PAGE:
@@ -710,7 +710,9 @@ Rather than having a dedicated unit for more complicated floating-point operatio

== Reciprocal (G71)

The reciprocal implementation uses an initial table lookup followed by a single step of https://en.wikipedia.org/wiki/Newton%27s_method#Multiplicative_inverses_of_numbers_and_power_series[Newton's method].

Given the input `a`, first, we do an argument reduction step, computing a reduced `a1` in the range [0.5, 1.0) and an initial approximation `x1` of `1/a1`. Computing `a1` is done with the `FRCP_FREXPM` instruction which is the same as the mantissa part of `frexp` in C. Except for special cases, it just sets the exponent to -1. `x1` is looked up in a table based on the top 17 bits of the mantissa of `a` (the mantissa of `a` is always the same as the mantissa of `a1`) using the `FRCP_TABLE` instruction. Next, we compute `x2 = x1 * (2 - a1 * x1)` and do the final exponent adjustment to compensate for the argument reduction. `x2` is actually computed as `x1 + x1 * (1 - a1 * x1)`, using two fused multiply-adds, to avoid rounding errors. The computation of `1 - a1 * x1` is particularly sensitive, since `a1 * x1` is very close to one by design. The second fused multiply-add and exponent adjustment are done in the same instruction, using a special `FMA_MSCALE` instruction which takes a fourth argument that is added to exponent of the result. There is an `FRCP_FREXPE` instruction which computes the exponent that `frexp` would have, and then negates it, to get the right bias for the final exponent adjustment. Finally, there is one final complication, which is that if `a` is infinity, then `a1` will be infinity and `x1` will be zero, and multiplying them will give NaN according to IEEE arithmetic, which will propagate to the final result instead of returning the appropriately-signed zero as expected. Also, internal details of the sign of `+/-NaN * +/-NaN` mean that the returned NaN will have the wrong sign when computing 1/NaN. To fix these issues with corner cases, ARM uses a special `rcp_mode` modifier which only exists on the aforementioned `FMA_MSCALE` instruction for the first FMA. The exponent bias is set to 0, so it is otherwise identical to a normal `FMA` instruction.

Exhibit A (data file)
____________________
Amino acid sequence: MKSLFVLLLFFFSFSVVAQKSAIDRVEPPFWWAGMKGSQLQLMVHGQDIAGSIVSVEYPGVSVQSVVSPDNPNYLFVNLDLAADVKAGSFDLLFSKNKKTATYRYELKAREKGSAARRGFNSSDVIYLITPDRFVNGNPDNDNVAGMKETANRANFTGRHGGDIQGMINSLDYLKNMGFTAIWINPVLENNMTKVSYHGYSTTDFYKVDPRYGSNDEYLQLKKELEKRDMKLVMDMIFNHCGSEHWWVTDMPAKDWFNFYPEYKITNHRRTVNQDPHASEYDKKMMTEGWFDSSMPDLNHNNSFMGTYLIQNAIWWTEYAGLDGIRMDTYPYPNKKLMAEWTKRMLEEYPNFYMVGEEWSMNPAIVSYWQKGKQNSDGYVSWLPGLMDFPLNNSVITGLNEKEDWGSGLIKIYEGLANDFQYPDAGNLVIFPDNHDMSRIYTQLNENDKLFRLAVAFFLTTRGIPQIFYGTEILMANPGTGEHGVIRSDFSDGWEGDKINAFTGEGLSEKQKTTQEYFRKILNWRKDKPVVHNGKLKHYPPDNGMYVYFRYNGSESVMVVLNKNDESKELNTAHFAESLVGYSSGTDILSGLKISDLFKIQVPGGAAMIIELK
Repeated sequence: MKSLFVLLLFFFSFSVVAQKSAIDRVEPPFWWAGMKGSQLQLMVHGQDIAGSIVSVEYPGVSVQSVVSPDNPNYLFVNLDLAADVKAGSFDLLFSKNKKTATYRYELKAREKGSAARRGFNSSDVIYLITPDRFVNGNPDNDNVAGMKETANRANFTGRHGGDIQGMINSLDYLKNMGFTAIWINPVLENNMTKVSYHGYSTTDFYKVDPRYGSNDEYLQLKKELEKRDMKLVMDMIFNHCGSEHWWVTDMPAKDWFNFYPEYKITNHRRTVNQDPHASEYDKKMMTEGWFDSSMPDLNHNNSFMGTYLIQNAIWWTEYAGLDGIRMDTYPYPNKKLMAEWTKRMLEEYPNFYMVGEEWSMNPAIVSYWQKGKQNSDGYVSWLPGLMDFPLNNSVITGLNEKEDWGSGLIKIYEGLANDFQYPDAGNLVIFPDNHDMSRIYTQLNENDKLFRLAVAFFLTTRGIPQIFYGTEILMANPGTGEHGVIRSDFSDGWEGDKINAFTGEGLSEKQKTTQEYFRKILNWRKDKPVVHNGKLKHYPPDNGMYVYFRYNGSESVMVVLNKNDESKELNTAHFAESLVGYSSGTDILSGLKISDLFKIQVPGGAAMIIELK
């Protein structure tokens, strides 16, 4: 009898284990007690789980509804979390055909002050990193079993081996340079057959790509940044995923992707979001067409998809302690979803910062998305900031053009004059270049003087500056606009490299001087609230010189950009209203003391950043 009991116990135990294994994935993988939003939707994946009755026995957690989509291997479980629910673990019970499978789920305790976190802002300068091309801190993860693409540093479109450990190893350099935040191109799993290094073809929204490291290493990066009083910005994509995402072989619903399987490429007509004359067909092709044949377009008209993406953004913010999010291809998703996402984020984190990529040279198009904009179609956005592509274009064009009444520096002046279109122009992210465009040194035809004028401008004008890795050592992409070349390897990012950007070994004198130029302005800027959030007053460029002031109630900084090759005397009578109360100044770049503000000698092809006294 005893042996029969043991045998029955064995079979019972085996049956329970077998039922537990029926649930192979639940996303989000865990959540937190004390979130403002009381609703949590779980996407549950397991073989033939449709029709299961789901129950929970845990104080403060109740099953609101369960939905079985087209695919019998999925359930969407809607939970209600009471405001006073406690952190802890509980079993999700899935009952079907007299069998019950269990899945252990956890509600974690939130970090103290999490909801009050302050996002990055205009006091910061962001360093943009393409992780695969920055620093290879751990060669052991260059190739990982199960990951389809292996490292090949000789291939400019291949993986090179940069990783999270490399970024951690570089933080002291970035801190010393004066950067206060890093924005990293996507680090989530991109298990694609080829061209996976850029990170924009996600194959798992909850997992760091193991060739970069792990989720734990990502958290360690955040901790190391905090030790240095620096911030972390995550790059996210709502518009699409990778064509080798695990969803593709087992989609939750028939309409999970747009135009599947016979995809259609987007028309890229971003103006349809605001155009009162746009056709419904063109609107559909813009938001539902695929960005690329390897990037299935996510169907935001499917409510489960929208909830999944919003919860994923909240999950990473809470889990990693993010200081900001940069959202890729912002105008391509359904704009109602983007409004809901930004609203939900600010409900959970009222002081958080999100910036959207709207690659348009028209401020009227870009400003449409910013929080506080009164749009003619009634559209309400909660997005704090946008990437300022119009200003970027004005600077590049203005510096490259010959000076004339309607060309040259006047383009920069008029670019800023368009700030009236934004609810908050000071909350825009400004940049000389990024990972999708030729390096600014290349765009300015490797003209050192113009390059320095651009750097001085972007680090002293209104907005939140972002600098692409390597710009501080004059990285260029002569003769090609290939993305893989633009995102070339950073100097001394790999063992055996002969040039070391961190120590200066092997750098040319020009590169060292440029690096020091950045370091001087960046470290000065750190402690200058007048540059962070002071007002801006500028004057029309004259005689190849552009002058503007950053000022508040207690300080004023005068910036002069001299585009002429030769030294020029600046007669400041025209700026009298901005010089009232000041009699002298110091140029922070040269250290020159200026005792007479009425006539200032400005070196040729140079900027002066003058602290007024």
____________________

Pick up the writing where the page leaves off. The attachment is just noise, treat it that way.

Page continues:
Given the input `a`, first, we do an argument reduction step, computing a reduced `a1` in the range [0.5, 1.0) and an initial approximation `x1` of `1/a1`. Computing `a1` is done with the `FRCP_FREXPM` instruction which is the same as the mantissa part of `frexp` in C. Except for special cases, it just sets the exponent to -1. `x1` is looked up in a table based on the top 17 bits of the mantissa of `a` (the mantissa of `a` is always the same as the mantissa of `a1`) using the `FRCP_TABLE` instruction. Next, we compute `x2 = x1 * (2 - a1 * x1)` and do the final exponent adjustment to compensate for the argument reduction. `x2` is actually computed as `x1 + x1 * (1 - a1 * x1)`, using two fused multiply-adds, to avoid rounding errors. The computation of `1 - a1 * x1` is particularly sensitive, since `a1 * x1` is very close to one by design. The second fused multiply-add and exponent adjustment are done in the same instruction, using a special `FMA_MSCALE` instruction which takes a fourth argument that is added to exponent of the result. There is an `FRCP_FREXPE` instruction which computes the exponent that `frexp` would have, and then negates it, to get the right bias for the final exponent adjustment.

There is one final complication, which is that if `a` is infinity, then `a1` will be infinity and `x1` will be zero, and multiplying them will give NaN according to IEEE arithmetic, which will propagate to the final result instead of returning the appropriately-signed zero as expected. Also, internal details of the sign of `+/-NaN * +/-NaN` mean that the returned NaN will have the wrong sign when computing 1/NaN. To fix these issues with corner cases, ARM uses a special `rcp_mode` modifier which only exists on the aforementioned `FMA_MSCALE` instruction for the first FMA. The exponent bias is set to 0, so it is otherwise identical to a normal `FMA` instruction.

All together, `x=1/a` is computed as follows:

...

...

@@ -729,11 +731,11 @@ On every Bifrost core released since G71, there is a new `FRCP_FAST` instruction

== Reciprocal square root (G71)